Weezer

Weezer's like a rock cockroach; since the foursome's early-'90s inception, countless cultural nuclear holocausts have devastated the cultural landscape, yet the Rivers Cuomo-led outfit's still crawling around, finding sustenance, thriving. Early on, Weezer wore '50s- and '60s-era sincerity and rock lingua franca as both armor and badge of honor, a blithely dorked-out, throwback alternative to the dual grunge and rap freight trains riding radio airwaves during the first Clinton administration. Irony, narrative generalizing, and gonzo video concepts would seep into their M.O.—at increasing levels—as lineup casualties mounted, fortunes shifted, and hiatuses came and went. 1996's Pinkerton—as emotionally naked and embarrassing as mainstream rock gets without becoming, you know, emo—remains Weezer's finest half-hour or so, but despite a dearth of canon-worthy full-lengths since then, the singles suggest that an eventual Greatest Hits will just bang; from "Dope Nose" to "Beverly Hills" to "Keep Fishin'" to "Pork and Beans," Cuomo's honed-if-cyborg-esque songwriting formula is almost scarily dependable. With Angels & Airwaves, Tokyo Police Club. All ages.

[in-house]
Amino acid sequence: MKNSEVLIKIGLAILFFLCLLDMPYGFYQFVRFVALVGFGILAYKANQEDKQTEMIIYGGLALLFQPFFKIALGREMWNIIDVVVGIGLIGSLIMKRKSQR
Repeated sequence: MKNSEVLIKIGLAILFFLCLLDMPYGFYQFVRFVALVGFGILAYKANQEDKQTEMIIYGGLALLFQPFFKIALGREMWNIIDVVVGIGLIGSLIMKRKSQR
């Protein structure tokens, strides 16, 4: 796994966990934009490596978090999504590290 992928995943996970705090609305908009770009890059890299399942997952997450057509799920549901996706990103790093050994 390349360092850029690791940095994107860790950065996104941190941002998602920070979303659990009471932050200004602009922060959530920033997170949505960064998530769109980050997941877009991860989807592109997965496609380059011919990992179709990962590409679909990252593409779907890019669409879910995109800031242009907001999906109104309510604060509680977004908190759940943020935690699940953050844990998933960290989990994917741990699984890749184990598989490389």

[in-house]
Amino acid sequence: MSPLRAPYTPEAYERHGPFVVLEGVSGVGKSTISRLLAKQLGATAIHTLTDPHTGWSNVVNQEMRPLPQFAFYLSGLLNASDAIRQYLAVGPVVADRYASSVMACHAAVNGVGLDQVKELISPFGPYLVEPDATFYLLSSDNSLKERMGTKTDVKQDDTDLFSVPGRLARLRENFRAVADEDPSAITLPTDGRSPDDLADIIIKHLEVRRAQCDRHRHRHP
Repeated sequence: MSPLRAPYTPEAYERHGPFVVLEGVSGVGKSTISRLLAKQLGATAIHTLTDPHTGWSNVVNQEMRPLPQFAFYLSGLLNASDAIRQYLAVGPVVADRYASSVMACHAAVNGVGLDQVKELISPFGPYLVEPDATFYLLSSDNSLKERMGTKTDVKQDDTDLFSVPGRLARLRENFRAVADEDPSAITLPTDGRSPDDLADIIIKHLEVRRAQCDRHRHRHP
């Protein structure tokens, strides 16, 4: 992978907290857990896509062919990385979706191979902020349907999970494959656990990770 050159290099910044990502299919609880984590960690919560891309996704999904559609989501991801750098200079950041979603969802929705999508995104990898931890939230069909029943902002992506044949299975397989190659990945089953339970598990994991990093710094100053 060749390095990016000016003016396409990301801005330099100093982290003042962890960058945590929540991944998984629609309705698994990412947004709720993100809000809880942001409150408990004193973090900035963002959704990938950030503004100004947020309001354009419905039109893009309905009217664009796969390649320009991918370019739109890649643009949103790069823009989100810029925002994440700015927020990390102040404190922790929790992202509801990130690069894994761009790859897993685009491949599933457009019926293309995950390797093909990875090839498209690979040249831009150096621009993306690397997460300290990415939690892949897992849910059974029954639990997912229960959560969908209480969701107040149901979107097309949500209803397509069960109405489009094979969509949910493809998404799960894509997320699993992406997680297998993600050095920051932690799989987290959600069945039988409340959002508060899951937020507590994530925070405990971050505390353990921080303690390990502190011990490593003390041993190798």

Fri., Oct. 3, 7 p.m., 2008

 
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